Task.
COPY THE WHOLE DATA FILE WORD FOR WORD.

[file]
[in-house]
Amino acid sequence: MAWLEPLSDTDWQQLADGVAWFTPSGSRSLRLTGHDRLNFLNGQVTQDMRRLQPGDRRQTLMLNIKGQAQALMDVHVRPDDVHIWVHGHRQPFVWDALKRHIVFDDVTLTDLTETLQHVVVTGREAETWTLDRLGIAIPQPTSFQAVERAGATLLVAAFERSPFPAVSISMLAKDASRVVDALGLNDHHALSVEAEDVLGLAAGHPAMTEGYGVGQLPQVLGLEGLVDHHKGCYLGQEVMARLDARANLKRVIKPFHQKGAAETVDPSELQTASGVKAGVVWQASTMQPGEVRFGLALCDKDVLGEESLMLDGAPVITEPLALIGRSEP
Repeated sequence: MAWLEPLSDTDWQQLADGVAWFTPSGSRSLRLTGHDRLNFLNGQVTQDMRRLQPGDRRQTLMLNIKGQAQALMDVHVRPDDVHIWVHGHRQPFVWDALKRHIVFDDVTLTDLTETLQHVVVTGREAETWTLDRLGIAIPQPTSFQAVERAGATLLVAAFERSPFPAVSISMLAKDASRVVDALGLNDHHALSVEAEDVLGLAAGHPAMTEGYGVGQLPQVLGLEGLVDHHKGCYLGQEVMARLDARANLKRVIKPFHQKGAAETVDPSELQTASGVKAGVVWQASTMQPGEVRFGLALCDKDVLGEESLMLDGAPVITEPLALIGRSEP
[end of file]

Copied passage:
[in-house]
Amino acid sequence: MAWLEPLSDTDWQQLADGVAWFTPSGSRSLRLTGHDRLNFLNGQVTQDMRRLQPGDRRQTLMLNIKGQAQALMDVHVRPDDVHIWVHGHRQPFVWDALKRHIVFDDVTLTDLTETLQHVVVTGREAETWTLDRLGIAIPQPTSFQAVERAGATLLVAAFERSPFPAVSISMLAKDASRVVDALGLNDHHALSVEAEDVLGLAAGHPAMTEGYGVGQLPQVLGLEGLVDHHKGCYLGQEVMARLDARANLKRVIKPFHQKGAAETVDPSELQTASGVKAGVVWQASTMQPGEVRFGLALCDKDVLGEESLMLDGAPVITEPLALIGRSEP
Repeated sequence: MAWLEPLSDTDWQQLADGVAWFTPSGSRSLRLTGHDRLNFLNGQVTQDMRRLQPGDRRQTLMLNIKGQAQALMDVHVRPDDVHIWVHGHRQPFVWDALKRHIVFDDVTLTDLTETLQHVVVTGREAETWTLDRLGIAIPQPTSFQAVERAGATLLVAAFERSPFPAVSISMLAKDASRVVDALGLNDHHALSVEAEDVLGLAAGHPAMTEGYGVGQLPQVLGLEGLVDHHKGCYLGQEVMARLDARANLKRVIKPFHQKGAAETVDPSELQTASGVKAGVVWQASTMQPGEVRFGLALCDKDVLGEESLMLDGAPVITEPLALIGRSEP